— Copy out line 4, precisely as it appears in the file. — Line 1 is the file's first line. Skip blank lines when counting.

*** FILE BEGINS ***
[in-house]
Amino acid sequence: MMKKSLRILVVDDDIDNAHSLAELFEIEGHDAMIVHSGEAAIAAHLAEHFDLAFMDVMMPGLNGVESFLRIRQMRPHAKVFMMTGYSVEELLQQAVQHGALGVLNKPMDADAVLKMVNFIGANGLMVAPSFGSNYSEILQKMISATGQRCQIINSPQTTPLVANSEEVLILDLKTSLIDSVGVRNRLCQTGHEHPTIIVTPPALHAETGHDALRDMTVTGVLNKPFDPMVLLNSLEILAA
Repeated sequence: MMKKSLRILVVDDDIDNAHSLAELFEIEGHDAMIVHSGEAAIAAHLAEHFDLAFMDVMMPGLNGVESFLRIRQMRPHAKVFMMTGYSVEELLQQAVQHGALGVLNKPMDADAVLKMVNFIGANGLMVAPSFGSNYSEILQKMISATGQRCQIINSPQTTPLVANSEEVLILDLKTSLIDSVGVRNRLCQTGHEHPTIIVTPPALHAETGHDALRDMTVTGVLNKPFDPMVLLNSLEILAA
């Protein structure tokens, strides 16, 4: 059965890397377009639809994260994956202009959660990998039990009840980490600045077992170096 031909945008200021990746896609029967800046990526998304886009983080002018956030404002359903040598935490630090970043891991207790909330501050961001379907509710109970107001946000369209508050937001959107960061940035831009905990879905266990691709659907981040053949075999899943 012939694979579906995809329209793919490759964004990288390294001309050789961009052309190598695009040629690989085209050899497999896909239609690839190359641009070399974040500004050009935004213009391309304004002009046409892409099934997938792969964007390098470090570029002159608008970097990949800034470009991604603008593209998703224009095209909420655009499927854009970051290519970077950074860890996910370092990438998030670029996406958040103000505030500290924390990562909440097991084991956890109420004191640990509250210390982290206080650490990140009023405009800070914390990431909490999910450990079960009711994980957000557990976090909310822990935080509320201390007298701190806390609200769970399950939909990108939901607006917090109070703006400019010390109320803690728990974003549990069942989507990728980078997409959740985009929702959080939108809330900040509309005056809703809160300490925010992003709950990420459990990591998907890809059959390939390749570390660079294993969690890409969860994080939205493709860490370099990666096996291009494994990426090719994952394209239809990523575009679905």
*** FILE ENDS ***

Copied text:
């Protein structure tokens, strides 16, 4: 059965890397377009639809994260994956202009959660990998039990009840980490600045077992170096 031909945008200021990746896609029967800046990526998304886009983080002018956030404002359903040598935490630090970043891991207790909330501050961001379907509710109970107001946000369209508050937001959107960061940035831009905990879905266990691709659907981040053949075999899943 012939694979579906995809329209793919490759964004990288390294001309050789961009052309190598695009040629690989085209050899497999896909239609690839190359641009070399974040500004050009935004213009391309304004002009046409892409099934997938792969964007390098470090570029002159608008970097990949800034470009991604603008593209998703224009095209909420655009499927854009970051290519970077950074860890996910370092990438998030670029996406958040103000505030500290924390990562909440097991084991956890109420004191640990509250210390982290206080650490990140009023405009800070914390990431909490999910450990079960009711994980957000557990976090909310822990935080509320201390007298701190806390609200769970399950939909990108939901607006917090109070703006400019010390109320803690728990974003549990069942989507990728980078997409959740985009929702959080939108809330900040509309005056809703809160300490925010992003709950990420459990990591998907890809059959390939390749570390660079294993969690890409969860994080939205493709860490370099990666096996291009494994990426090719994952394209239809990523575009679905």